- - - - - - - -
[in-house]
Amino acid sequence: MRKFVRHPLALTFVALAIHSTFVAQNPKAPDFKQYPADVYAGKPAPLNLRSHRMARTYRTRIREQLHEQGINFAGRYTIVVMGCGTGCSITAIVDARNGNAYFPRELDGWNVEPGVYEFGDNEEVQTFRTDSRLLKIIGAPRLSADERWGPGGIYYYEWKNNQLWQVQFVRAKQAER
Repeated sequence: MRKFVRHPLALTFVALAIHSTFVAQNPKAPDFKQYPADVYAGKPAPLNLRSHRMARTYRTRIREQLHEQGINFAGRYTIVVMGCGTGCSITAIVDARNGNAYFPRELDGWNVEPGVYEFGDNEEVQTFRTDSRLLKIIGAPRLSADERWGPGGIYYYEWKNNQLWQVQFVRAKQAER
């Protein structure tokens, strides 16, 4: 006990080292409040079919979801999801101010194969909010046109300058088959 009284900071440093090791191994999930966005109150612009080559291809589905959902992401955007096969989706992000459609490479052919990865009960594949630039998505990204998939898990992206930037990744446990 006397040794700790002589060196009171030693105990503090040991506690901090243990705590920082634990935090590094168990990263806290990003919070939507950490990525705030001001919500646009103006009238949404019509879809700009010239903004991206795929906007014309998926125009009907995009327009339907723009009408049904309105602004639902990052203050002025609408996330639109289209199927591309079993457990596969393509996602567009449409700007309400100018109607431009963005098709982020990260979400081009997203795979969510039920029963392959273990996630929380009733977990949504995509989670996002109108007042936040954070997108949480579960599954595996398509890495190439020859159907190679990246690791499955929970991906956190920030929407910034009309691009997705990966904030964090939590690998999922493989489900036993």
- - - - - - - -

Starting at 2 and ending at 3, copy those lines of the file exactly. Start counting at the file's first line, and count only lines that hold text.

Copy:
Amino acid sequence: MRKFVRHPLALTFVALAIHSTFVAQNPKAPDFKQYPADVYAGKPAPLNLRSHRMARTYRTRIREQLHEQGINFAGRYTIVVMGCGTGCSITAIVDARNGNAYFPRELDGWNVEPGVYEFGDNEEVQTFRTDSRLLKIIGAPRLSADERWGPGGIYYYEWKNNQLWQVQFVRAKQAER
Repeated sequence: MRKFVRHPLALTFVALAIHSTFVAQNPKAPDFKQYPADVYAGKPAPLNLRSHRMARTYRTRIREQLHEQGINFAGRYTIVVMGCGTGCSITAIVDARNGNAYFPRELDGWNVEPGVYEFGDNEEVQTFRTDSRLLKIIGAPRLSADERWGPGGIYYYEWKNNQLWQVQFVRAKQAER